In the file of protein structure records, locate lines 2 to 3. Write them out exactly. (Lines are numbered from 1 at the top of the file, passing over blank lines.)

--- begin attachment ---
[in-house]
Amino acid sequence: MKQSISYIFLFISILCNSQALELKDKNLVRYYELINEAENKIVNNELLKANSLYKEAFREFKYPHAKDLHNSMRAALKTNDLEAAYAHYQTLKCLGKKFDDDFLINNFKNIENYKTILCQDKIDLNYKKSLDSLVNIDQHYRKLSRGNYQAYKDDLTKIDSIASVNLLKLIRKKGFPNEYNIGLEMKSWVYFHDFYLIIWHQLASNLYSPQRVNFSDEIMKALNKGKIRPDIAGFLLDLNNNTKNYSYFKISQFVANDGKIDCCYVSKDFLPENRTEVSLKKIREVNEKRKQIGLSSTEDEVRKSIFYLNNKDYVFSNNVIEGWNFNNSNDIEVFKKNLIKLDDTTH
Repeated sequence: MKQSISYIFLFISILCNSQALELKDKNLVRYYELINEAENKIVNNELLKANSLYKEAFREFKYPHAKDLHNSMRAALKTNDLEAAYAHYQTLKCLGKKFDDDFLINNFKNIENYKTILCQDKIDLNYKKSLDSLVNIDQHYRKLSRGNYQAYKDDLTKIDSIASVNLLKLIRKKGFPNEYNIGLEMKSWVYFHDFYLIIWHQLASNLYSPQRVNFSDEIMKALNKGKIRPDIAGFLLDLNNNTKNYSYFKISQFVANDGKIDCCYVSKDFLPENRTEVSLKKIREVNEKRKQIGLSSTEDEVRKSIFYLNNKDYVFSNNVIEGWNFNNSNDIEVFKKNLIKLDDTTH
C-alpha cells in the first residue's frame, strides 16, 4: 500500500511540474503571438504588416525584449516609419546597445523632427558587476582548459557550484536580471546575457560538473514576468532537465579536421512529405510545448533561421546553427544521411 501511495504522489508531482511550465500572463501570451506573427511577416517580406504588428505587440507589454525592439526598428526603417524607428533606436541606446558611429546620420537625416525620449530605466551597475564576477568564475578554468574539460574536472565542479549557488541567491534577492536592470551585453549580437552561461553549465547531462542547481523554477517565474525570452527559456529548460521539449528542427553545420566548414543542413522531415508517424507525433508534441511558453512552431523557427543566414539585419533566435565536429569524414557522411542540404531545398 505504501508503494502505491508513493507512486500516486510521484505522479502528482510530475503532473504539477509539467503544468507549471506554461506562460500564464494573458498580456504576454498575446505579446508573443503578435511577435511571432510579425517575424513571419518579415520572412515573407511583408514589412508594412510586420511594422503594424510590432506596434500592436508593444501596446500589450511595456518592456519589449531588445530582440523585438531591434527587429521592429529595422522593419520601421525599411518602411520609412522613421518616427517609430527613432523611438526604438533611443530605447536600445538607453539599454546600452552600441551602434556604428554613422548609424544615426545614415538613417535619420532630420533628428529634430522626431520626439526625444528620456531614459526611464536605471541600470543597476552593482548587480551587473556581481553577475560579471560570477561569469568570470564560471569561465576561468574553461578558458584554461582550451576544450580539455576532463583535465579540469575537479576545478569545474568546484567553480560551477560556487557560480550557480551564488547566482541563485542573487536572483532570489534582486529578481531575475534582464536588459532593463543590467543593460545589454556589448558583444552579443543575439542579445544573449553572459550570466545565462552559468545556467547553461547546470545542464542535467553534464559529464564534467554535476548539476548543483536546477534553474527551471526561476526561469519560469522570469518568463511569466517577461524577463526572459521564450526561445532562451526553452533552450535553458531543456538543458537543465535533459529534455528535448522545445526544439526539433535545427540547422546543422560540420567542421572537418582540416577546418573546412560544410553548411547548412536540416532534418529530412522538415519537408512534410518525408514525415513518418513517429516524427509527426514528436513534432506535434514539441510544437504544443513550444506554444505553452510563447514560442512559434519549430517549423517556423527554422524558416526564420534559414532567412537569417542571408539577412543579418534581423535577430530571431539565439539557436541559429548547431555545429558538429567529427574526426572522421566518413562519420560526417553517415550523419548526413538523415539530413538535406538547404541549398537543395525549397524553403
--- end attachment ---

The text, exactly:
Amino acid sequence: MKQSISYIFLFISILCNSQALELKDKNLVRYYELINEAENKIVNNELLKANSLYKEAFREFKYPHAKDLHNSMRAALKTNDLEAAYAHYQTLKCLGKKFDDDFLINNFKNIENYKTILCQDKIDLNYKKSLDSLVNIDQHYRKLSRGNYQAYKDDLTKIDSIASVNLLKLIRKKGFPNEYNIGLEMKSWVYFHDFYLIIWHQLASNLYSPQRVNFSDEIMKALNKGKIRPDIAGFLLDLNNNTKNYSYFKISQFVANDGKIDCCYVSKDFLPENRTEVSLKKIREVNEKRKQIGLSSTEDEVRKSIFYLNNKDYVFSNNVIEGWNFNNSNDIEVFKKNLIKLDDTTH
Repeated sequence: MKQSISYIFLFISILCNSQALELKDKNLVRYYELINEAENKIVNNELLKANSLYKEAFREFKYPHAKDLHNSMRAALKTNDLEAAYAHYQTLKCLGKKFDDDFLINNFKNIENYKTILCQDKIDLNYKKSLDSLVNIDQHYRKLSRGNYQAYKDDLTKIDSIASVNLLKLIRKKGFPNEYNIGLEMKSWVYFHDFYLIIWHQLASNLYSPQRVNFSDEIMKALNKGKIRPDIAGFLLDLNNNTKNYSYFKISQFVANDGKIDCCYVSKDFLPENRTEVSLKKIREVNEKRKQIGLSSTEDEVRKSIFYLNNKDYVFSNNVIEGWNFNNSNDIEVFKKNLIKLDDTTH